Public perception of the secondary ticket market has drastically improved over the past decade. Organizations such as StubHub and TicketsNow have completely altered perceptions...

Public perception of the secondary ticket market has drastically improved over the past decade. Organizations such as StubHub and TicketsNow have completely altered perceptions of the industry by introducing ticket guarantees and a safe and secure platform for exchanging tickets. Further, these two organizations (StubHub and TicketNow’s parent company, Ticketmaster) have lobbied heavily for the elimination of anti-scalping laws that no longer apply to the current state of the industry.

However, while the industry would appear to have attained legitimacy in the eyes of consumers and sport and entertainment industry professionals, public perception at the organizational level remains an important topic to address as academic research indicates that perceived legitimacy is a primary predictor of organizational mortality, particularly for young organizations. Further, research also suggests that the presence of illegitimate organizations within an industry can create a negative perception for industry as a whole (i.e., you’re only as good as your weakest link).

This article was originally intended to address a variety of strategies for increasing the perceived legitimacy and credibility of the secondary ticket market and the businesses that participate in it. There are certainly things that any broker or ticket Web site administrator can do to overcome the lingering antiquated views of the industry such as complying with anti-scalping laws and providing quality customer service and organizational accountability in the form of ticket guarantees and other policies.

However, as I spent the weekend in St. Louis attending the interleague series between the Cardinals and Oakland A’s, the angle for this piece abruptly changed course. Instead, this article will focus on one specific thing that already legitimate secondary ticketing businesses must do to build legitimacy at both the industry level as well as the organizational level.

Street scalpers have long been polarizing figures in ticketing. Entities in the primary market are reluctant to embrace them for they often hassle patrons and occasionally engage in unethical practices such as price gauging and seat misrepresentation. However, scalpers provide a key service for sport properties as they facilitate last-minute transactions. This reduction of no-shows allows sport managers to gain otherwise lost revenue from the sale of parking, concessions, and merchandise.

Similarly, ticket brokers often utilize these individuals to help rid themselves of unsold inventory in the hours leading up to an event. However, these associations, while profitable and convenient, are potentially damaging to the public image of that broker and secondary ticket market overall. Each one of the street scalpers that I spoke with had an existing association with a broker in the area and most had business cards ready to distribute on that broker’s behalf.

While this by itself is not problematic, the behavior of street scalpers often leaves a lasting impression on event patrons. These individuals swarm like bees and often treat patrons with a complete lack of respect. Any legitimate broker would hate to see their organization represented in this way.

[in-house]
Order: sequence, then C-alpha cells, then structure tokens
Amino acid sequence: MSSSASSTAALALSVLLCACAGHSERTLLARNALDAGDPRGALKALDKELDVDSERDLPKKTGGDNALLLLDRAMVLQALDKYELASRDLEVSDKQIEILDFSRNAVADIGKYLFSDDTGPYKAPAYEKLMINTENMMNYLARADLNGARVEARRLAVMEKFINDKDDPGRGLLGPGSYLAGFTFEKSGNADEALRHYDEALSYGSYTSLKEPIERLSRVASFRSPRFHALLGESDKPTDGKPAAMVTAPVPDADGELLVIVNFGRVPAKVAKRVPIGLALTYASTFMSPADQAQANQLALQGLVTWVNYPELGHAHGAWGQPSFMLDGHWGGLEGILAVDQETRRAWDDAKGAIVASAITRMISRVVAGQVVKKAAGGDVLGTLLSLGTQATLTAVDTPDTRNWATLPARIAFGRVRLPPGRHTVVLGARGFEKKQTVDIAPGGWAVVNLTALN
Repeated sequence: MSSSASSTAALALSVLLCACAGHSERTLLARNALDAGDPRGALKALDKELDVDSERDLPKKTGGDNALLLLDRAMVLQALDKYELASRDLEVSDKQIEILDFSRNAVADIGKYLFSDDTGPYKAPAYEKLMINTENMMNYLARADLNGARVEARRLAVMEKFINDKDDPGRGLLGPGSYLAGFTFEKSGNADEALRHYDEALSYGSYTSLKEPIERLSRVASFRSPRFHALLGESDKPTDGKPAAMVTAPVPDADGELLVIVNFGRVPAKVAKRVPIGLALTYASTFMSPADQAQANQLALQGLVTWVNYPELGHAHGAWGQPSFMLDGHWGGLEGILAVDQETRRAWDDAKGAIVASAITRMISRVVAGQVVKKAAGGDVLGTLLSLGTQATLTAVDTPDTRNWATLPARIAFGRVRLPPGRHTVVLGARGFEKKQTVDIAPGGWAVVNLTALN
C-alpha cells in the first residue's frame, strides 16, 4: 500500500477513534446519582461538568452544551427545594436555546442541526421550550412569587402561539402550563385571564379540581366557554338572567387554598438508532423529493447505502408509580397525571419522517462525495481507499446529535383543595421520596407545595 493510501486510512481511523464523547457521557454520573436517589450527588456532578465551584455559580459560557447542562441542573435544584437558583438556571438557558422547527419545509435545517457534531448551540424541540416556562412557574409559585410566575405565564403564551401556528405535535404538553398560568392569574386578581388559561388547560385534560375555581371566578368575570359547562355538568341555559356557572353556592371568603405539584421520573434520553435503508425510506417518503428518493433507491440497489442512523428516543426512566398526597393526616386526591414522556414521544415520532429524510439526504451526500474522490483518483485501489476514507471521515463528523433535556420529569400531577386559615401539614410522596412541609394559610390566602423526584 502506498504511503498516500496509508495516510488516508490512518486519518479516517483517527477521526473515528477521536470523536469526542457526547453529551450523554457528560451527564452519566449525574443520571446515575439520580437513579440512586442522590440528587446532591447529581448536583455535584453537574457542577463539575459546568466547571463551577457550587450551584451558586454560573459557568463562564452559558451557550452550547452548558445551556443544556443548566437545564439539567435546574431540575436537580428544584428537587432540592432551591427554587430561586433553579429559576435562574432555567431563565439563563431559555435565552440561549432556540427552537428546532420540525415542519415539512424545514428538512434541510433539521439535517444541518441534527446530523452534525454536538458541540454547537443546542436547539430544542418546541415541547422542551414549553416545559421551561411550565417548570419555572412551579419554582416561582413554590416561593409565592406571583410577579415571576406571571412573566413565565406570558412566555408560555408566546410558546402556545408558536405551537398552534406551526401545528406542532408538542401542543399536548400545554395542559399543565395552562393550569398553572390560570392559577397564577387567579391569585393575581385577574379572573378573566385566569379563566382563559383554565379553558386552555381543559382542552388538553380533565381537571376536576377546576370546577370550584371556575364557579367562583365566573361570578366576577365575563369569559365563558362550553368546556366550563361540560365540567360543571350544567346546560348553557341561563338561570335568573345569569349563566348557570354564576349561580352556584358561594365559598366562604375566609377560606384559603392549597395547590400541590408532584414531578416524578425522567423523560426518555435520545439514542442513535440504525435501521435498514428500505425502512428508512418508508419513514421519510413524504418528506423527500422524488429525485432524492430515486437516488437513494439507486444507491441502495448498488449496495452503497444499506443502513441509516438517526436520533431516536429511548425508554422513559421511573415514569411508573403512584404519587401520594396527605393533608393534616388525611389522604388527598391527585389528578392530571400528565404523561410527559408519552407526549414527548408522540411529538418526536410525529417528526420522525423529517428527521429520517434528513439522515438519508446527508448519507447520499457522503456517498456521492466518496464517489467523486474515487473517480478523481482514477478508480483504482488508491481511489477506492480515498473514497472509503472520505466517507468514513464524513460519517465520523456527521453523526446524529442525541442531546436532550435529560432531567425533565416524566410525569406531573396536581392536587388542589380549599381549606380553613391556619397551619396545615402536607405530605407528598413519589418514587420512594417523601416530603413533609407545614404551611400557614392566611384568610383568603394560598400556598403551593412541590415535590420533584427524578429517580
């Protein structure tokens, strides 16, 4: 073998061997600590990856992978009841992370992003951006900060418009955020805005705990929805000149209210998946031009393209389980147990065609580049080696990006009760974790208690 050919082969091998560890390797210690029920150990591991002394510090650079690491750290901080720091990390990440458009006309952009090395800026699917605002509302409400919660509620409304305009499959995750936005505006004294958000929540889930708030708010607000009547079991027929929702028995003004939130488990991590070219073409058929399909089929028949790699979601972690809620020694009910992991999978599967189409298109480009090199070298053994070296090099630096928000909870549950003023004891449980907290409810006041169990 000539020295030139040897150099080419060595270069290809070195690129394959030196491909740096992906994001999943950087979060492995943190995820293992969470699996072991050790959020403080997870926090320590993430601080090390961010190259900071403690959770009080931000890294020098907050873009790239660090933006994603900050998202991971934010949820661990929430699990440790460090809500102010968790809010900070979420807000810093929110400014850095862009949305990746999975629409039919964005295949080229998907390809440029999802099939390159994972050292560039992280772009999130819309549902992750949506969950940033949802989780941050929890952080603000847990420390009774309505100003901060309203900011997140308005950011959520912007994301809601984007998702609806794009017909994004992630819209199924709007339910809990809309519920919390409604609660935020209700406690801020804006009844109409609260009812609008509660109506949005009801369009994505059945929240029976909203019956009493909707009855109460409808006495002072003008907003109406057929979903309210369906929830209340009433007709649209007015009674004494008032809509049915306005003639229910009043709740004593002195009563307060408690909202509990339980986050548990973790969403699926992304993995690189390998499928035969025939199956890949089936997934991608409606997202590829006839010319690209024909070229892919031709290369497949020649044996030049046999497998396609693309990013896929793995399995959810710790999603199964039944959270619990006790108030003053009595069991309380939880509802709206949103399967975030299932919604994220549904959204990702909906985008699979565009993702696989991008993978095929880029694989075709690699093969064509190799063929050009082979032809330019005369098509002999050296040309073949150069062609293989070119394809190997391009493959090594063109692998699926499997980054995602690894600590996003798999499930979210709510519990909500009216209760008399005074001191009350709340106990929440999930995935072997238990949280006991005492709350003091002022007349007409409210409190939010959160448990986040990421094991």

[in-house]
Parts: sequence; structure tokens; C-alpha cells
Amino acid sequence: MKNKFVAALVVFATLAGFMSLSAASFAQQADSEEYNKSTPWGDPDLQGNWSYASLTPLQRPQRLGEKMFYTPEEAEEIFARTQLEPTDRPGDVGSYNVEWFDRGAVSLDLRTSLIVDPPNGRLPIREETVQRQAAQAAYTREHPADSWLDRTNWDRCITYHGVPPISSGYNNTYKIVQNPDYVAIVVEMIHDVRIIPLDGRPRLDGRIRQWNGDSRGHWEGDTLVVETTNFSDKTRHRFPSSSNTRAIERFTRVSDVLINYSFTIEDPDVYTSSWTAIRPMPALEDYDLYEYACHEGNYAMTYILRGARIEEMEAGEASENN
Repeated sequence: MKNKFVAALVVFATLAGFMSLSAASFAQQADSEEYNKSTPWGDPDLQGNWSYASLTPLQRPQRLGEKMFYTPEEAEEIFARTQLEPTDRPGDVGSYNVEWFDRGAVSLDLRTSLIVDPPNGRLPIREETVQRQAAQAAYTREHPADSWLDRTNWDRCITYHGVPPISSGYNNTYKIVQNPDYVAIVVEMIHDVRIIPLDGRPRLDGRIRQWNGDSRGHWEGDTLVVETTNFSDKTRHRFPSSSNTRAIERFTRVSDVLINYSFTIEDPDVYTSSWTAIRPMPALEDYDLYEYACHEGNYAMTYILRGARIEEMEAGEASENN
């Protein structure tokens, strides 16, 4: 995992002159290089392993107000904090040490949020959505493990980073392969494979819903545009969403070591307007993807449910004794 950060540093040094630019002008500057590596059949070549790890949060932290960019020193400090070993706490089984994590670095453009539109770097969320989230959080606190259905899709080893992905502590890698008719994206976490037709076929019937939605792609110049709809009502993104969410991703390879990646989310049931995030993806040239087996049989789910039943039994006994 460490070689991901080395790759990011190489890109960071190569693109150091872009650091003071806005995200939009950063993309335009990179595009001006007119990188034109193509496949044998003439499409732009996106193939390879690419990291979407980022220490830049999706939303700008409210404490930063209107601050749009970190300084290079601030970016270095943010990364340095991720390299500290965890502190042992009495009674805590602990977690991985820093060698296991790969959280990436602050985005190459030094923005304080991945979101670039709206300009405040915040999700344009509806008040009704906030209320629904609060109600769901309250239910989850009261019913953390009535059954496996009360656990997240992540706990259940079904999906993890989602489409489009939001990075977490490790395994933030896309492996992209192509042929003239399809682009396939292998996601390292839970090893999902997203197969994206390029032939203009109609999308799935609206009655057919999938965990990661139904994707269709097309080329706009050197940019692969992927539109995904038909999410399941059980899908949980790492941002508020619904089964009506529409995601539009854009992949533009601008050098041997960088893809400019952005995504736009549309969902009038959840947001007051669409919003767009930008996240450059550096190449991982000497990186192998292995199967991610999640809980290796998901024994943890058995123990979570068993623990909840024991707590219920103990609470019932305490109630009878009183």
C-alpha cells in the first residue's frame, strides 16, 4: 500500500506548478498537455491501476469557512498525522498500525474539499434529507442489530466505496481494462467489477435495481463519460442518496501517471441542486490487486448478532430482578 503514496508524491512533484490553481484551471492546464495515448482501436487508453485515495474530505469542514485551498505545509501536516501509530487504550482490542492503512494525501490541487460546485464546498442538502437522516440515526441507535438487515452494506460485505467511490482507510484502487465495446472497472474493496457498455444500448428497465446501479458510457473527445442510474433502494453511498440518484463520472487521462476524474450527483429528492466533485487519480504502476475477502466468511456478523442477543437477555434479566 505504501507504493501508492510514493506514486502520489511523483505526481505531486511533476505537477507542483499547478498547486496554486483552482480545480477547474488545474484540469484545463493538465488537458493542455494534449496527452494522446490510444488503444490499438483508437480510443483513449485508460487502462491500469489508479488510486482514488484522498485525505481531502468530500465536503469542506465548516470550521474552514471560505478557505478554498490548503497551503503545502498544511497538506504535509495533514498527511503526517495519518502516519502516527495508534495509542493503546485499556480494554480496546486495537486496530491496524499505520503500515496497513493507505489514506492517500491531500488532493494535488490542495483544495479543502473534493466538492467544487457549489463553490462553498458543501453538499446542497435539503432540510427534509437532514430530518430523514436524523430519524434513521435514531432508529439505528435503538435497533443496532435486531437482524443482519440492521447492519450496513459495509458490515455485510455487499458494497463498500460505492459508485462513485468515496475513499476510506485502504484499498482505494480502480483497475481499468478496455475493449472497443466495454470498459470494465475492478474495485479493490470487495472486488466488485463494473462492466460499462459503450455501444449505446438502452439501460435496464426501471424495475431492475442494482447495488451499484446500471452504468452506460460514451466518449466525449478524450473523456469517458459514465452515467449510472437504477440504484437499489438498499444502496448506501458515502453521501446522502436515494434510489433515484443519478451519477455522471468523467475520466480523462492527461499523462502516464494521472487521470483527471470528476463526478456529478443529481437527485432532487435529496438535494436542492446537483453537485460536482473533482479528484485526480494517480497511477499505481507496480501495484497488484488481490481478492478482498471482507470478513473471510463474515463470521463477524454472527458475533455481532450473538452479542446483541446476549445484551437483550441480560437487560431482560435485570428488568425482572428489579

The secondary ticket market has shifted towards a predominantly virtual setting. While this has allowed for tremendous growth in the industry, it leaves consumers with no visual image of legitimate businesses. Instead, consumers are left to develop their impression of ticket resellers from their encounters with members of the secondary ticket market.

Of course, consumers with experience buying from legitimate online sources may, in fact, have very favorable impressions of the industry. However, individuals whose encounters are limited to those with street scalpers are likely left with lingering distrust of the practice of resale (or fear of breaking the law) and may resist utilizing the secondary market as a result of the impression of this “black market” for tickets.

So this article serves as a call to ticket brokers to disassociate with street scalpers in the best interests of continuing to improve not only the image of their business, but the legitimacy of the entire industry. The big companies (StubHub, Ticketmaster, etc…) and regulatory agencies such as the National Association of Ticket Brokers will continue to lobby heavily for the deregulation of ticket resale. Brokers must now do their part to help the industry continue to thrive.

The technology exists to safely and securely distribute tickets in the hours leading up to the event but to change the nature of resale on the day of an event, brokers must be creative and ambitious. It is important to remember that street scalpers represent the company that they work for just like any other employee. In order to maintain high levels of consumer trust and satisfaction, these “employees” need to be replaced by more trustworthy and consumer-friendly representatives.

After four seasons with the Oakland Athletics, Joris Drayer completed his Ph.D. at University of Northern Colorado in 2007. Drayer’s dissertation examines the strategic interactions between the primary and secondary ticket markets in the NFL. Currently a professor at The University of Memphis, Drayer conducts research covering a variety of ticketing-related topic areas, including price determination, demand estimates in the secondary market, the development of competitive strategies, and consumer perceptions of price and value. Drayer also conducts research on consumer behavior, particularly in relation to fantasy sports participation. Drayer also teaches undergraduate and graduate courses in sport marketing and finance.